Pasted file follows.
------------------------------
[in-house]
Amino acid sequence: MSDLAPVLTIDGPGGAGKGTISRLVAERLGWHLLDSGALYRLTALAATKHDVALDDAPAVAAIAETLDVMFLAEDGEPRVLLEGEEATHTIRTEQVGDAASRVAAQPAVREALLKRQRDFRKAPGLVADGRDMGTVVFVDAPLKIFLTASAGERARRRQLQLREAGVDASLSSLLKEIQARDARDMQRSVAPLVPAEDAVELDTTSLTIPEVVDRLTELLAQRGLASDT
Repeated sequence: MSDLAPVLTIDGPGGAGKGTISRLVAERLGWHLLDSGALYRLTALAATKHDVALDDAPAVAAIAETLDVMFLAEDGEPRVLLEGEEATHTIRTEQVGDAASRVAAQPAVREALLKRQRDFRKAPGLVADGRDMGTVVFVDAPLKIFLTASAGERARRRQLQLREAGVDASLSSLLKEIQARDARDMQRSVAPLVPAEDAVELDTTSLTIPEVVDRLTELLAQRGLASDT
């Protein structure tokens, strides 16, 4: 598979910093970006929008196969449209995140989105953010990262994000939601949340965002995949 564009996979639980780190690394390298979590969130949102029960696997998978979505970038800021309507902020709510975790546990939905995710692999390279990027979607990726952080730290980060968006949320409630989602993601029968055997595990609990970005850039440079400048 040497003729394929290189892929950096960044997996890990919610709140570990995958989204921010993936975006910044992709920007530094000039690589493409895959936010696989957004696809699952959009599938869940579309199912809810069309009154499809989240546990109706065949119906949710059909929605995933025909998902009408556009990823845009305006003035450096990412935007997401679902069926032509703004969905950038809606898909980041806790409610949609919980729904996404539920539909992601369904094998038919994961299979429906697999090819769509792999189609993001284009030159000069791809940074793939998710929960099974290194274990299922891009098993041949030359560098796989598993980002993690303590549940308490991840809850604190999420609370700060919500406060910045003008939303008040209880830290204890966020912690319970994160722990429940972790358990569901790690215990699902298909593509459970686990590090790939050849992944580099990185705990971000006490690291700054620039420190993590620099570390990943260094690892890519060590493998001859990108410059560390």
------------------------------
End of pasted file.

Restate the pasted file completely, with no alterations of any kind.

[in-house]
Amino acid sequence: MSDLAPVLTIDGPGGAGKGTISRLVAERLGWHLLDSGALYRLTALAATKHDVALDDAPAVAAIAETLDVMFLAEDGEPRVLLEGEEATHTIRTEQVGDAASRVAAQPAVREALLKRQRDFRKAPGLVADGRDMGTVVFVDAPLKIFLTASAGERARRRQLQLREAGVDASLSSLLKEIQARDARDMQRSVAPLVPAEDAVELDTTSLTIPEVVDRLTELLAQRGLASDT
Repeated sequence: MSDLAPVLTIDGPGGAGKGTISRLVAERLGWHLLDSGALYRLTALAATKHDVALDDAPAVAAIAETLDVMFLAEDGEPRVLLEGEEATHTIRTEQVGDAASRVAAQPAVREALLKRQRDFRKAPGLVADGRDMGTVVFVDAPLKIFLTASAGERARRRQLQLREAGVDASLSSLLKEIQARDARDMQRSVAPLVPAEDAVELDTTSLTIPEVVDRLTELLAQRGLASDT
């Protein structure tokens, strides 16, 4: 598979910093970006929008196969449209995140989105953010990262994000939601949340965002995949 564009996979639980780190690394390298979590969130949102029960696997998978979505970038800021309507902020709510975790546990939905995710692999390279990027979607990726952080730290980060968006949320409630989602993601029968055997595990609990970005850039440079400048 040497003729394929290189892929950096960044997996890990919610709140570990995958989204921010993936975006910044992709920007530094000039690589493409895959936010696989957004696809699952959009599938869940579309199912809810069309009154499809989240546990109706065949119906949710059909929605995933025909998902009408556009990823845009305006003035450096990412935007997401679902069926032509703004969905950038809606898909980041806790409610949609919980729904996404539920539909992601369904094998038919994961299979429906697999090819769509792999189609993001284009030159000069791809940074793939998710929960099974290194274990299922891009098993041949030359560098796989598993980002993690303590549940308490991840809850604190999420609370700060919500406060910045003008939303008040209880830290204890966020912690319970994160722990429940972790358990569901790690215990699902298909593509459970686990590090790939050849992944580099990185705990971000006490690291700054620039420190993590620099570390990943260094690892890519060590493998001859990108410059560390």